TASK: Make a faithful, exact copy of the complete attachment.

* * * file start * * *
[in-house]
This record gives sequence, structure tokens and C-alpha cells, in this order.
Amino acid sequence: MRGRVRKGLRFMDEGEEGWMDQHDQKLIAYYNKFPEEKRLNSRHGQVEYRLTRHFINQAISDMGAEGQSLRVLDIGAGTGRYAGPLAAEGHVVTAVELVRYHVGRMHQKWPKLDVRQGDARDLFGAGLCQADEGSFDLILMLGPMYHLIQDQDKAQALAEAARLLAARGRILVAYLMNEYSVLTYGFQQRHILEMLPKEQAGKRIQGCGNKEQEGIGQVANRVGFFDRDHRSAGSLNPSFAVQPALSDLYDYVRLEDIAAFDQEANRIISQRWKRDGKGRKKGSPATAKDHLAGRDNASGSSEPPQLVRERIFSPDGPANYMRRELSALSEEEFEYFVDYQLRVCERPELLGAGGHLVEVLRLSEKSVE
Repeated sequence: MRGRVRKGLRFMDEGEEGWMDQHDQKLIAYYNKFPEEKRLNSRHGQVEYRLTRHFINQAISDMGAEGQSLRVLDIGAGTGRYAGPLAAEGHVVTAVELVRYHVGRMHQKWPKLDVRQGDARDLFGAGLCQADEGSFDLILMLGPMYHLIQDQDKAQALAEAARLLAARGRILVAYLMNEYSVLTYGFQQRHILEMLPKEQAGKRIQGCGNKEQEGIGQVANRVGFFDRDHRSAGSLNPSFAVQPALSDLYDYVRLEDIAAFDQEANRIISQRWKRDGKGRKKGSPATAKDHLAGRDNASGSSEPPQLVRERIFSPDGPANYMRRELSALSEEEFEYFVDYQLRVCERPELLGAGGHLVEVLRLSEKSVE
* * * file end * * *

[in-house]
This record gives sequence, structure tokens and C-alpha cells, in this order.
Amino acid sequence: MRGRVRKGLRFMDEGEEGWMDQHDQKLIAYYNKFPEEKRLNSRHGQVEYRLTRHFINQAISDMGAEGQSLRVLDIGAGTGRYAGPLAAEGHVVTAVELVRYHVGRMHQKWPKLDVRQGDARDLFGAGLCQADEGSFDLILMLGPMYHLIQDQDKAQALAEAARLLAARGRILVAYLMNEYSVLTYGFQQRHILEMLPKEQAGKRIQGCGNKEQEGIGQVANRVGFFDRDHRSAGSLNPSFAVQPALSDLYDYVRLEDIAAFDQEANRIISQRWKRDGKGRKKGSPATAKDHLAGRDNASGSSEPPQLVRERIFSPDGPANYMRRELSALSEEEFEYFVDYQLRVCERPELLGAGGHLVEVLRLSEKSVE
Repeated sequence: MRGRVRKGLRFMDEGEEGWMDQHDQKLIAYYNKFPEEKRLNSRHGQVEYRLTRHFINQAISDMGAEGQSLRVLDIGAGTGRYAGPLAAEGHVVTAVELVRYHVGRMHQKWPKLDVRQGDARDLFGAGLCQADEGSFDLILMLGPMYHLIQDQDKAQALAEAARLLAARGRILVAYLMNEYSVLTYGFQQRHILEMLPKEQAGKRIQGCGNKEQEGIGQVANRVGFFDRDHRSAGSLNPSFAVQPALSDLYDYVRLEDIAAFDQEANRIISQRWKRDGKGRKKGSPATAKDHLAGRDNASGSSEPPQLVRERIFSPDGPANYMRRELSALSEEEFEYFVDYQLRVCERPELLGAGGHLVEVLRLSEKSVE